Interview Information:
Date: August 2003
Interviewer: Newangle
Format: DVD Recording


Rene Lichtman was born in Paris, France on December 4, 1937, to Hena “Helen” Zajdman and Jacob “Jacques” Lichtman. They both were from Lubartów, Poland, a town north of Lublin, “which had many, many Jews and today there’s just a cemetery that’s left. There were big roundups during the war there and everybody was murdered, including their family. “My mother had an extended family; at one point, she told me eleven brothers and sisters. All these young men and women, nieces and nephews that she lost. So, she was really traumatized by that. 

“Thousands and thousands of Polish Jews went to France between the First World War and the Second World War. Polish Jews just loved the idea of France. My father came in 1933 and then my mother came in 1936 which was very typical, the man first goes there and settles down and gets some work and he calls for the wife or the girlfriend. I never knew if there was a Jewish wedding with a rabbi in Lubartów, but legally they were not married. They married in France in 1938, the year after I was born. And then in 1939, Poland was invaded. 

“When that happens, a lot of these young men, including my father, are all left-wing politically because they’re anti-fascist, having watched the growth of Mussolini and Hitler. So, when Poland was invaded, they had these extended family in Poland and they joined the French Army to help Poland in some ways. Because he was a foreigner, my father couldn’t join the French Army because the French didn’t want all this mixing. The French Jews were very assimilated and also were not crazy about these Jews that only spoke Yiddish. So, he joined the French Foreign Legion, which was used for suicide missions, and that included his unit. He was stationed in Soissons, France at the Pont Gambetta Bridge, when the Germans invaded around June 4th or 5th 1940. We think that he was killed around the 8th or 12th of June according to witnesses who remember Lichtman being there, but his body was never found.”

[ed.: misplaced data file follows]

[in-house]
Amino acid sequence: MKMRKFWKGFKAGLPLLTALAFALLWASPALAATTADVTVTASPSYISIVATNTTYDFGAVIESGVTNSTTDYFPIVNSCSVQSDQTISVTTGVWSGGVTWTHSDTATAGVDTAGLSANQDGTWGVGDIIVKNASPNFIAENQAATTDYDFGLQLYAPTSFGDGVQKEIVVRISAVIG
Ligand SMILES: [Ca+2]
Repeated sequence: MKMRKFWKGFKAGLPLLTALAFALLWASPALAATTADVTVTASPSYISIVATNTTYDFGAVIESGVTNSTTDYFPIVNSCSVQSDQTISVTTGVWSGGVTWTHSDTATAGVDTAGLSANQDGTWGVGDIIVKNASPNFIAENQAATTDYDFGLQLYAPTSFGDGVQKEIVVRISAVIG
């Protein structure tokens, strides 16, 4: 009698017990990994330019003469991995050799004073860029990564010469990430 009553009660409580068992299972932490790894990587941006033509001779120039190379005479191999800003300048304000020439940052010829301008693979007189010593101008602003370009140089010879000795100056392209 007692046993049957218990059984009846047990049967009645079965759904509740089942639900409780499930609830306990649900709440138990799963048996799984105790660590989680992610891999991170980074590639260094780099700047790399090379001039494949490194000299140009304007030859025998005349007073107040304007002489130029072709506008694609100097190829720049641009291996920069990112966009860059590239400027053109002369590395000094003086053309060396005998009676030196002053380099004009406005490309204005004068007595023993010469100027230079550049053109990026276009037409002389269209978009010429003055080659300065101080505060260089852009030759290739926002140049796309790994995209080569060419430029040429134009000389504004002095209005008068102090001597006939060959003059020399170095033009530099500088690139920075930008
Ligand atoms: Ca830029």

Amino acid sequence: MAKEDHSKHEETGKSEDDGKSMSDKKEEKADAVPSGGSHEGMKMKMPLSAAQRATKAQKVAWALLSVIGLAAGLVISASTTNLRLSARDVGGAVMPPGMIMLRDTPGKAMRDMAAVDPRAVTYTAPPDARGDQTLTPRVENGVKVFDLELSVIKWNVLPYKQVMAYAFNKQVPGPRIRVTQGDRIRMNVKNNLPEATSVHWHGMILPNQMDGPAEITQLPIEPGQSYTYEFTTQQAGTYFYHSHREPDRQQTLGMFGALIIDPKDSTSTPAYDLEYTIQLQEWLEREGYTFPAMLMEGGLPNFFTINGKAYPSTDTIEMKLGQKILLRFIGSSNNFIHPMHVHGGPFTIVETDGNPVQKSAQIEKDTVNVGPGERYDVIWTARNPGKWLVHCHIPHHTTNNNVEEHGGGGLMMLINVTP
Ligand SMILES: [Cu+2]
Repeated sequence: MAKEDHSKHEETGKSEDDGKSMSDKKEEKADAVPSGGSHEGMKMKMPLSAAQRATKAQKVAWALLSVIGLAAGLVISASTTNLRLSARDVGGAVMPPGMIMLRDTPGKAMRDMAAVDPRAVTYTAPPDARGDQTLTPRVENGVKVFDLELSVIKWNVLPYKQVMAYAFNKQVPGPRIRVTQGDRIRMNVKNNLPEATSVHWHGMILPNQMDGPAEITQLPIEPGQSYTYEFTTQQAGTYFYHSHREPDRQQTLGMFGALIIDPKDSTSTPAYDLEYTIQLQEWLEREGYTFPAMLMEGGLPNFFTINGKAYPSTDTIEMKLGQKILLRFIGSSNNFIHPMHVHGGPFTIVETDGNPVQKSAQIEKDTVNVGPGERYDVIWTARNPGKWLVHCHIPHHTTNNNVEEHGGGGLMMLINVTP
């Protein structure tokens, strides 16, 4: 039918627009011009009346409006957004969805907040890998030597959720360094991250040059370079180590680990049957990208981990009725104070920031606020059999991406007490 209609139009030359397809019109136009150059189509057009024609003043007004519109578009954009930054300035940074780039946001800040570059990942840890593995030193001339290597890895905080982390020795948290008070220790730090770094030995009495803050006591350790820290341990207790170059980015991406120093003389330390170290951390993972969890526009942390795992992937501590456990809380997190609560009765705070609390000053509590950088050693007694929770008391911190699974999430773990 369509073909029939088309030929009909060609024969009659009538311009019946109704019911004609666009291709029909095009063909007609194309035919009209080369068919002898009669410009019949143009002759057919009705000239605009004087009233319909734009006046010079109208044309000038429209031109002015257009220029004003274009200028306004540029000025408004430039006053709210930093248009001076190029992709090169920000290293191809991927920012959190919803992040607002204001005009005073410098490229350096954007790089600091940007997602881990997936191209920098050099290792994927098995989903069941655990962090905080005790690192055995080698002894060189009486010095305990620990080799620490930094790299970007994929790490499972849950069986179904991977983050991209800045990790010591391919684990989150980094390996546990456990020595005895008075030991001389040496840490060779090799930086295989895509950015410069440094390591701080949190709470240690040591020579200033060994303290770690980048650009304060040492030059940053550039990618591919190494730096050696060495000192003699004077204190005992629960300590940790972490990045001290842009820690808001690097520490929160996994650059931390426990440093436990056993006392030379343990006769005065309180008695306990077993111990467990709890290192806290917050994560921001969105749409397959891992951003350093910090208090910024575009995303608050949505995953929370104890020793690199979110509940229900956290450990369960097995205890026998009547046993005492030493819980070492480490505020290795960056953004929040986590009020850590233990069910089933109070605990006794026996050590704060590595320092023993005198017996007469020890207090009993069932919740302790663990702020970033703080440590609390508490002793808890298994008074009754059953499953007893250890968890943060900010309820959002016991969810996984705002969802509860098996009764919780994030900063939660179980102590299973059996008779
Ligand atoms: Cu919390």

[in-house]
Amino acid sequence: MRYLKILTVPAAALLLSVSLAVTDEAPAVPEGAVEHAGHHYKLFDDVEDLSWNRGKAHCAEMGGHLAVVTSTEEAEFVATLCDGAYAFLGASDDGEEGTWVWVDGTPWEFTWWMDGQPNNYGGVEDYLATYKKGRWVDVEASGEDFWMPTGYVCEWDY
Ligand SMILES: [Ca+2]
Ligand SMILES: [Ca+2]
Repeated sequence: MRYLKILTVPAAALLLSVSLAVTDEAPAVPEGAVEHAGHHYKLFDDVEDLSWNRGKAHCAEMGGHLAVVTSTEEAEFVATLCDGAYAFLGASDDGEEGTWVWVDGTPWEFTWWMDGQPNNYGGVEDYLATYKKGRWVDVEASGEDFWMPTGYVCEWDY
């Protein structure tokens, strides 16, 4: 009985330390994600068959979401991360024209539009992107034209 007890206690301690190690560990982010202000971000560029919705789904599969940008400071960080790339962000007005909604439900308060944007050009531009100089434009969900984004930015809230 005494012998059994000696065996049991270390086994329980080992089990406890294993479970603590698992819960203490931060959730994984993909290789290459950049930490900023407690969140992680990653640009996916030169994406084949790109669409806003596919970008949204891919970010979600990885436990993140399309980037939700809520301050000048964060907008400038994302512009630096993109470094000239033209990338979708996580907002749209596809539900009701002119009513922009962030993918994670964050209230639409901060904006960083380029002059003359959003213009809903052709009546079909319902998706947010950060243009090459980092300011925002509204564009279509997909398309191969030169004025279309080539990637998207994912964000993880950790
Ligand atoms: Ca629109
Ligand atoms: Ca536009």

Meanwhile, two-year-old Rene was in Vert Galant, a neighborhood or quartier of Villepinte, conveniently located one hour northeast of Paris, with a train station directly to Paris. It was in the Ceinture Rouge, the Red Belt, which was essentially a communist area all around Paris where all the factories were built and run by communists, the unions. “My town had this kind of left-wing orientation and was welcoming to anybody. They were not nationalist French who would keep the immigrants out and they allowed not only Jewish immigrants but also a lot of Italians who fled Mussolini. So, Jews who worked in Paris were going to Vert Galant, to Villepinte, since the early 1920s and started buying land there and building little country houses for vacations with the kids in la Campagne, the countryside. So, that’s how my father knew about Vert Galant. How he found the Lepage family I don’t know. I was six months old when we first went there.

“Anne Lepage, Maman Nana, and her husband, Paul Lepage, Papa Paul, had no children and were the couple that I stayed with throughout the whole war. Before the war, she was a nourrice, a caretaker, and she took care of little kids. Maman Nana and Papa Paul were motivated to take me in because of all of the fighting going on and hostages being shot locally. They were all neighbors and they cared about each other.